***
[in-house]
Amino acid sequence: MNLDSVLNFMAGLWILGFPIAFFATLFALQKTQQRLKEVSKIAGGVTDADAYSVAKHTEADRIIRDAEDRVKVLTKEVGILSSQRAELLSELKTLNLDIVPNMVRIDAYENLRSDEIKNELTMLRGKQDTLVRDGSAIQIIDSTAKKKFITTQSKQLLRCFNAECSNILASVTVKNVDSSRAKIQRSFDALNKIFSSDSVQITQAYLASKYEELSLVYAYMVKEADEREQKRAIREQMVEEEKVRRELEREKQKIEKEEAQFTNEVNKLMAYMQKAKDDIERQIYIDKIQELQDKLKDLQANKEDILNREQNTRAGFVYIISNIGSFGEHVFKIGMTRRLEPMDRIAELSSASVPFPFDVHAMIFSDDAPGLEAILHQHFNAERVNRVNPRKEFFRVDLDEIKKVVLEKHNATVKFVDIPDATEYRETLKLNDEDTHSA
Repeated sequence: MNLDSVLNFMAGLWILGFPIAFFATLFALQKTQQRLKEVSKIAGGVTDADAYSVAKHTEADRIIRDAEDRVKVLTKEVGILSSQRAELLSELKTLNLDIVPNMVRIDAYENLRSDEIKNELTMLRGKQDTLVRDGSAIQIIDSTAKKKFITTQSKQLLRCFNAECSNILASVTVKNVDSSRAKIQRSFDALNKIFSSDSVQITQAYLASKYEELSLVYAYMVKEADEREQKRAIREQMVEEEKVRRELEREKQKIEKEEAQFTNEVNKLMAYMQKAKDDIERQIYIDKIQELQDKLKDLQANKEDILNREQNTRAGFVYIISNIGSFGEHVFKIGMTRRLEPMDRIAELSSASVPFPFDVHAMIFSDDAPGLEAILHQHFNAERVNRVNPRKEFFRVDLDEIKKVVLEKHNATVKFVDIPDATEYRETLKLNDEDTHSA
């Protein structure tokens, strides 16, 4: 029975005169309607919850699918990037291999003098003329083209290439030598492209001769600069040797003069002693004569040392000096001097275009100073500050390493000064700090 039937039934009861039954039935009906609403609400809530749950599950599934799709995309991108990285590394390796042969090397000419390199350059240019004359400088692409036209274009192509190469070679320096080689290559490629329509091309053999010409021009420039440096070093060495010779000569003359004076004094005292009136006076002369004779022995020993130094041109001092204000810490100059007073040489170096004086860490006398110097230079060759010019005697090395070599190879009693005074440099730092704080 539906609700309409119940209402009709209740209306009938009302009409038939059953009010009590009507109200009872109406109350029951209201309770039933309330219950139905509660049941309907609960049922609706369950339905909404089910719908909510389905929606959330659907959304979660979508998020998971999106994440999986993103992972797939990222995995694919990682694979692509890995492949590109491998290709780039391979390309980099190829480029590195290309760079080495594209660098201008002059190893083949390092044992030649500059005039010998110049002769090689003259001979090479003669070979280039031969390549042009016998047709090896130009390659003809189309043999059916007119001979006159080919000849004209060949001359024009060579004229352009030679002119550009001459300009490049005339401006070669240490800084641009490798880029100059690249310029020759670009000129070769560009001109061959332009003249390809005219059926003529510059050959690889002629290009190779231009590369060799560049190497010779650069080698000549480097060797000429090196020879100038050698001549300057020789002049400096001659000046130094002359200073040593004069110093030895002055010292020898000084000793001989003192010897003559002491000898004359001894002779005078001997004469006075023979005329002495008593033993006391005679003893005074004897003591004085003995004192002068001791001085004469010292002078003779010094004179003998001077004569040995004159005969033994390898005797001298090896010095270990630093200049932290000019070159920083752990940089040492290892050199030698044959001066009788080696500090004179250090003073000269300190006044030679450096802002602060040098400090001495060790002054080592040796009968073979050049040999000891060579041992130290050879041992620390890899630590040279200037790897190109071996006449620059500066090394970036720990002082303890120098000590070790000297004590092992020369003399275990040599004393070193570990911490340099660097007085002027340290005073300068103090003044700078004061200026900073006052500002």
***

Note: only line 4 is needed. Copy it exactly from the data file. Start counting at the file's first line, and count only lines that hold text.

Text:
């Protein structure tokens, strides 16, 4: 029975005169309607919850699918990037291999003098003329083209290439030598492209001769600069040797003069002693004569040392000096001097275009100073500050390493000064700090 039937039934009861039954039935009906609403609400809530749950599950599934799709995309991108990285590394390796042969090397000419390199350059240019004359400088692409036209274009192509190469070679320096080689290559490629329509091309053999010409021009420039440096070093060495010779000569003359004076004094005292009136006076002369004779022995020993130094041109001092204000810490100059007073040489170096004086860490006398110097230079060759010019005697090395070599190879009693005074440099730092704080 539906609700309409119940209402009709209740209306009938009302009409038939059953009010009590009507109200009872109406109350029951209201309770039933309330219950139905509660049941309907609960049922609706369950339905909404089910719908909510389905929606959330659907959304979660979508998020998971999106994440999986993103992972797939990222995995694919990682694979692509890995492949590109491998290709780039391979390309980099190829480029590195290309760079080495594209660098201008002059190893083949390092044992030649500059005039010998110049002769090689003259001979090479003669070979280039031969390549042009016998047709090896130009390659003809189309043999059916007119001979006159080919000849004209060949001359024009060579004229352009030679002119550009001459300009490049005339401006070669240490800084641009490798880029100059690249310029020759670009000129070769560009001109061959332009003249390809005219059926003529510059050959690889002629290009190779231009590369060799560049190497010779650069080698000549480097060797000429090196020879100038050698001549300057020789002049400096001659000046130094002359200073040593004069110093030895002055010292020898000084000793001989003192010897003559002491000898004359001894002779005078001997004469006075023979005329002495008593033993006391005679003893005074004897003591004085003995004192002068001791001085004469010292002078003779010094004179003998001077004569040995004159005969033994390898005797001298090896010095270990630093200049932290000019070159920083752990940089040492290892050199030698044959001066009788080696500090004179250090003073000269300190006044030679450096802002602060040098400090001495060790002054080592040796009968073979050049040999000891060579041992130290050879041992620390890899630590040279200037790897190109071996006449620059500066090394970036720990002082303890120098000590070790000297004590092992020369003399275990040599004393070193570990911490340099660097007085002027340290005073300068103090003044700078004061200026900073006052500002």